Related Topics

Gift planning donors make St. Jude part of their personal legacy

Danny Thomas -- St. Jude Society

Gift planning donors listen as Pam Dotson, Nursing Administration, shares
her St. Jude experiences.

On a Sunday afternoon in 1962, 11-year-old Robert Worden was visiting his aunt and cousins who lived in a housing project near Hwy. 51 in Memphis, Tennessee, when he spied a crowd across the street. He strolled over and joined the gathering, curious as to what could have brought all these people out on a cold February day?

Before he could get his answer, a man in a coat and tie came up to him and said, “Son, go inside and up the stairs and tell Mr. Thomas that we are ready.”

Though still perplexed about what was happening, the young man obliged, entered the building, walked up the stairs and knocked on the first door he saw. Another man in a coat and tie answered.

“I was told to tell Mr. Thomas they are ready for him,” Worden told the man.

The man at the door turned into the room and spoke to someone inside. Then Danny Thomas strolled out of the room and headed down the stairs to address the crowd who had gathered to celebrate the grand opening of St. Jude Children’s Research Hospital.

Forty-five years later, Worden, with his wife Donna, sat in the chapel of the Danny Thomas/ALSAC Pavilion, sharing his brief meeting with the hospital's founder. “God touched me,” Worden said about his chance encounter that eventually developed into his supporting St. Jude Children’s Research Hospital.

The Wordens were visiting the hospital during the Danny Thomas – St. Jude Society Luncheon. The luncheon is an annual event recognizing the contributors who have included St. Jude in their estate planning.

During her lifetime, Rose Marie Thomas, wife of St. Jude founder Danny Thomas, acknowledged the commitment of the Danny Thomas – St. Jude Society members. “They are joining in a personal way, in the lifetime dream of my husband, Danny Thomas. In doing so, members are ensuring the hospital’s growth and effectiveness, its preeminence in the world of medicine and its stature as a symbol of hope for children in the world.”

More than 200 donors from around the country came to the St. Jude campus to experience the hospital they have committed to helping through their long-term giving plans.

“You have the ability to positively affect children’s lives,” Tim Larson, senior director for Gift Planning told the crowd, “not just in your community, but around the world.”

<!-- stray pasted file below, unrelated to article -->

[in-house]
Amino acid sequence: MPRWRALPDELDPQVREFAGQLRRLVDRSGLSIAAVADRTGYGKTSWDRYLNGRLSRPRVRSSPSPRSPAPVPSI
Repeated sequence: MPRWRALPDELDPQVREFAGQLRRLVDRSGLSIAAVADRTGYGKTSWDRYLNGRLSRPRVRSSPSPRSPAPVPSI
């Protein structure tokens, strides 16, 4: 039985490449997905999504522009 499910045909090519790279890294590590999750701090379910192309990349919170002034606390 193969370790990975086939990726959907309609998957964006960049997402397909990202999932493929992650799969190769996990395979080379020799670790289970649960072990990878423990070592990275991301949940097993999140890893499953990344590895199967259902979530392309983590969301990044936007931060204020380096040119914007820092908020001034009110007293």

The morning featured tours of the hospital and an array of speakers such as Pam Dotson of Nursing Administration and St. Jude Chaplin Brent Powell. Each shared their unique perspective on how St. Jude is able to bring hope and cures to children and their families.

Following the tours of the hospital, donors had a chance to hear from St. Jude Medical Director and Chief Executive Officer William E. Evans, PharmD, as well as ALSAC Chief Operating Officer David L. McKee, Mary Relling, PharmD, Les Robison, PhD, and local philanthropist Dr. Wayne Speer, who has underwritten the event for the past two years.

McKee thanked the supporters during lunch for their commitment to the hospital and illustrated St. Jude's impact on childhood cancers, asking all but about 12 of the 200-plus guests to stand.

“In 1962, of all of you standing, only this group seated would have survived acute lymphoblastic leukemia,” he said. Then he asked the 12 who had remained seated to stand and everyone else to be seated. “Today, all of you now seated are the survivors.”

Even with the advancements St. Jude has made, cancer still kills more children than any other disease. That's why the hospital's work must continue, McKee said.

Evans further emphasized the point. “Our goal is not to get bigger, but to get better,” he said.

When St. Jude opened, he added, “It was everything we could do to save the lives of the children stricken with cancer.” But as St. Jude continues to improve the survival rates, it is no longer enough to merely survive. Now, as part of its continued mission of finding cures and saving children, St. Jude can also look at improving the quality of life for the survivors.

For Richard and Socorro Simons of California, the visit gave them the first glimpse of the hospital they included in their estate planning almost two years ago.

“We never expected what we saw,” Socorro said after the luncheon. “I expected to see a regular hospital. I was not expecting to see a wonder world. We feel very humble to be a part of this,” she said.

“Donating our estate to St. Jude was the best decision my husband and I have made," she added. "We are relieved to see our estate going to such a great cause.”

“St. Jude is always growing,” Worden said as he reflected on being a part of that grand opening celebration in 1962 and how far the hospital has come today. “There is always something new. It is a living organism. And the need to be a part of it is contagious.”

The success of the hospital is a source of pride for him and his wife. Something they can look at and know they helped make a difference. Something they can point to and say they helped better mankind.

Or, as the man that 11-year-old Worden met some 45 years ago said, “Those who work for the good are as those who do the good.”

April 2007

Comment on this article.